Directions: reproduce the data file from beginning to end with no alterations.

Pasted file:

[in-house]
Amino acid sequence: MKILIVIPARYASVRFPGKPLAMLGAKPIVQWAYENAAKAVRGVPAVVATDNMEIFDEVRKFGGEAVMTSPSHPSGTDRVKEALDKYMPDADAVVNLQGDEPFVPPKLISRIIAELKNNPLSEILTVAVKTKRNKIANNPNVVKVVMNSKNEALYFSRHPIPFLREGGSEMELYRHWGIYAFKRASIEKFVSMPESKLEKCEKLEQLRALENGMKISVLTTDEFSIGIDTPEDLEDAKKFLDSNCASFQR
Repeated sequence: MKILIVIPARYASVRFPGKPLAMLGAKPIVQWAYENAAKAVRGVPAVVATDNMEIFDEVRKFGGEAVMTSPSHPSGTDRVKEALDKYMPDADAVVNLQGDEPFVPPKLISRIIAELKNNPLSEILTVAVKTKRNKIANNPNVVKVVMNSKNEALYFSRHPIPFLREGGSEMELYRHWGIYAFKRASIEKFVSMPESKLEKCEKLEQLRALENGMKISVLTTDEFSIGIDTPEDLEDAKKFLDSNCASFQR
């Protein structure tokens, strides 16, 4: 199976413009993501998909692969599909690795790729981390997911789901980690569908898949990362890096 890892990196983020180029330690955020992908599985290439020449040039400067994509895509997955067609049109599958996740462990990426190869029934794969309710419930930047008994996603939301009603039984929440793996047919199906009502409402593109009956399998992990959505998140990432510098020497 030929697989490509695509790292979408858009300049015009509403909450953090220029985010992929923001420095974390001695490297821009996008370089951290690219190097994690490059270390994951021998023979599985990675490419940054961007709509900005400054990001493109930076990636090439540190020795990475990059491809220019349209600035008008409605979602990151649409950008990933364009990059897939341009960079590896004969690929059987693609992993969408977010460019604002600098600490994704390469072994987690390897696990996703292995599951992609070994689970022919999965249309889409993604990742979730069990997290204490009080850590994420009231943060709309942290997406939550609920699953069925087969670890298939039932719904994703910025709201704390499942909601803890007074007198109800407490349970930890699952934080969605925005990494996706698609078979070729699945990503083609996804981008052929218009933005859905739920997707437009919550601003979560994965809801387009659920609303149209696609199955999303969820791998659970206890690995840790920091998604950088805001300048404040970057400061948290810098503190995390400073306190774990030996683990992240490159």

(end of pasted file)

[in-house]
Amino acid sequence: MKILIVIPARYASVRFPGKPLAMLGAKPIVQWAYENAAKAVRGVPAVVATDNMEIFDEVRKFGGEAVMTSPSHPSGTDRVKEALDKYMPDADAVVNLQGDEPFVPPKLISRIIAELKNNPLSEILTVAVKTKRNKIANNPNVVKVVMNSKNEALYFSRHPIPFLREGGSEMELYRHWGIYAFKRASIEKFVSMPESKLEKCEKLEQLRALENGMKISVLTTDEFSIGIDTPEDLEDAKKFLDSNCASFQR
Repeated sequence: MKILIVIPARYASVRFPGKPLAMLGAKPIVQWAYENAAKAVRGVPAVVATDNMEIFDEVRKFGGEAVMTSPSHPSGTDRVKEALDKYMPDADAVVNLQGDEPFVPPKLISRIIAELKNNPLSEILTVAVKTKRNKIANNPNVVKVVMNSKNEALYFSRHPIPFLREGGSEMELYRHWGIYAFKRASIEKFVSMPESKLEKCEKLEQLRALENGMKISVLTTDEFSIGIDTPEDLEDAKKFLDSNCASFQR
């Protein structure tokens, strides 16, 4: 199976413009993501998909692969599909690795790729981390997911789901980690569908898949990362890096 890892990196983020180029330690955020992908599985290439020449040039400067994509895509997955067609049109599958996740462990990426190869029934794969309710419930930047008994996603939301009603039984929440793996047919199906009502409402593109009956399998992990959505998140990432510098020497 030929697989490509695509790292979408858009300049015009509403909450953090220029985010992929923001420095974390001695490297821009996008370089951290690219190097994690490059270390994951021998023979599985990675490419940054961007709509900005400054990001493109930076990636090439540190020795990475990059491809220019349209600035008008409605979602990151649409950008990933364009990059897939341009960079590896004969690929059987693609992993969408977010460019604002600098600490994704390469072994987690390897696990996703292995599951992609070994689970022919999965249309889409993604990742979730069990997290204490009080850590994420009231943060709309942290997406939550609920699953069925087969670890298939039932719904994703910025709201704390499942909601803890007074007198109800407490349970930890699952934080969605925005990494996706698609078979070729699945990503083609996804981008052929218009933005859905739920997707437009919550601003979560994965809801387009659920609303149209696609199955999303969820791998659970206890690995840790920091998604950088805001300048404040970057400061948290810098503190995390400073306190774990030996683990992240490159």